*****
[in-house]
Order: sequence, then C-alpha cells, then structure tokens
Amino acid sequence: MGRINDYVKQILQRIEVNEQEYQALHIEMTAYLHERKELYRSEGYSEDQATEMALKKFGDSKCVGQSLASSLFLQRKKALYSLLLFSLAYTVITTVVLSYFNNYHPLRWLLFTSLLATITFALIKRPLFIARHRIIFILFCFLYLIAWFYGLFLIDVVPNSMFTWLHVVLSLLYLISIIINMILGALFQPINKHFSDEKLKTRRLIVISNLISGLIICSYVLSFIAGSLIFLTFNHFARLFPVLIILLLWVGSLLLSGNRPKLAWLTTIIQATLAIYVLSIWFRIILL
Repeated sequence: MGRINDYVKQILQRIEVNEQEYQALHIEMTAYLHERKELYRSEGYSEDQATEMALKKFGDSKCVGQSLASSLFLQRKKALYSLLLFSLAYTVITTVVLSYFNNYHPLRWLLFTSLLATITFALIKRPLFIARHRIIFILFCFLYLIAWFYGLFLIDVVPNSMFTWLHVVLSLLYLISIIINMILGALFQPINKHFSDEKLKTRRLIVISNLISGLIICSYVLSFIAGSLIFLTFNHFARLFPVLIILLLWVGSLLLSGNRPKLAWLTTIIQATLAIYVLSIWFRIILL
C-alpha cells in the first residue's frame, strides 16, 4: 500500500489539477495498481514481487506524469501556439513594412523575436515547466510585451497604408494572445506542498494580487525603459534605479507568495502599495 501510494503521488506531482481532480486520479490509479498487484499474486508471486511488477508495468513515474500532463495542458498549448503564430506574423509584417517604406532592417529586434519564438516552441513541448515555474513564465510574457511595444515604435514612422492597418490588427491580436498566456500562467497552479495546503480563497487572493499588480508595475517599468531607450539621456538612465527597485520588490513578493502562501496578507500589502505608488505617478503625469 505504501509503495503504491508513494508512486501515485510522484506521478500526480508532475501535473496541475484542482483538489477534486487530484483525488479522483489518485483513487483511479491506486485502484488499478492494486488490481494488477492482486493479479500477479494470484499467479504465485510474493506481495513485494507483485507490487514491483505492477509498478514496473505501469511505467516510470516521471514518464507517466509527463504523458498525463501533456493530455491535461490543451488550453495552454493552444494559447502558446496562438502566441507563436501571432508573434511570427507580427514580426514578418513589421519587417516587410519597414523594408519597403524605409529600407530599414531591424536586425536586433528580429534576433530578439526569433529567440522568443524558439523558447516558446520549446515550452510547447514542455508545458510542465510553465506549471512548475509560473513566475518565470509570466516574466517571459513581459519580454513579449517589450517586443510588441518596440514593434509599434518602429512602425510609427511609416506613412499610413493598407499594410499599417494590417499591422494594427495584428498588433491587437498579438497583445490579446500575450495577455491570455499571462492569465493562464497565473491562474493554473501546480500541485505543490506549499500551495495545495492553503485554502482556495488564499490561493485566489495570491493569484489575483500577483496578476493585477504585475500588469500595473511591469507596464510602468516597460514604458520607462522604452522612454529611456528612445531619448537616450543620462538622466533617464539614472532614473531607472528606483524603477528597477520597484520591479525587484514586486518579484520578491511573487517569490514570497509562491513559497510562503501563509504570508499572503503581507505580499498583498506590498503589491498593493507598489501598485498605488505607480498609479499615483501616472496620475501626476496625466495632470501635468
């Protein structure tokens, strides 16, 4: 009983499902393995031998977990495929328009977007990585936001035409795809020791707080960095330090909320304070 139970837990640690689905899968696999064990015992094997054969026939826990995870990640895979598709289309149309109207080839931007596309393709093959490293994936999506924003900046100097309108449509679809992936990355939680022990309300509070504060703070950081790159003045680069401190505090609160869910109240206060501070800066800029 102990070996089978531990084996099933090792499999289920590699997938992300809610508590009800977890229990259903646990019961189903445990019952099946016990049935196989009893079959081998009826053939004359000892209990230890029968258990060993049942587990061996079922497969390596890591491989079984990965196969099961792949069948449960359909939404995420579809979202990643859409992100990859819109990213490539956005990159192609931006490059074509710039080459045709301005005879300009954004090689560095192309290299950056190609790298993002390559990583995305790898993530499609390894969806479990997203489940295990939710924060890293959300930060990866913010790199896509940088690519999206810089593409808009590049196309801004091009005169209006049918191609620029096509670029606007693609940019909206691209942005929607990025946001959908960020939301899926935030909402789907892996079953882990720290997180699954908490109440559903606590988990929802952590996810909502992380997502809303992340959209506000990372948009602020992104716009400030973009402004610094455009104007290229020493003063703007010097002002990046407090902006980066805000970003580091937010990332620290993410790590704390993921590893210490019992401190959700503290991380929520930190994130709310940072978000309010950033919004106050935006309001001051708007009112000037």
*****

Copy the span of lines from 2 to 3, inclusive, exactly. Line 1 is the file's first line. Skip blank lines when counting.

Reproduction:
Order: sequence, then C-alpha cells, then structure tokens
Amino acid sequence: MGRINDYVKQILQRIEVNEQEYQALHIEMTAYLHERKELYRSEGYSEDQATEMALKKFGDSKCVGQSLASSLFLQRKKALYSLLLFSLAYTVITTVVLSYFNNYHPLRWLLFTSLLATITFALIKRPLFIARHRIIFILFCFLYLIAWFYGLFLIDVVPNSMFTWLHVVLSLLYLISIIINMILGALFQPINKHFSDEKLKTRRLIVISNLISGLIICSYVLSFIAGSLIFLTFNHFARLFPVLIILLLWVGSLLLSGNRPKLAWLTTIIQATLAIYVLSIWFRIILL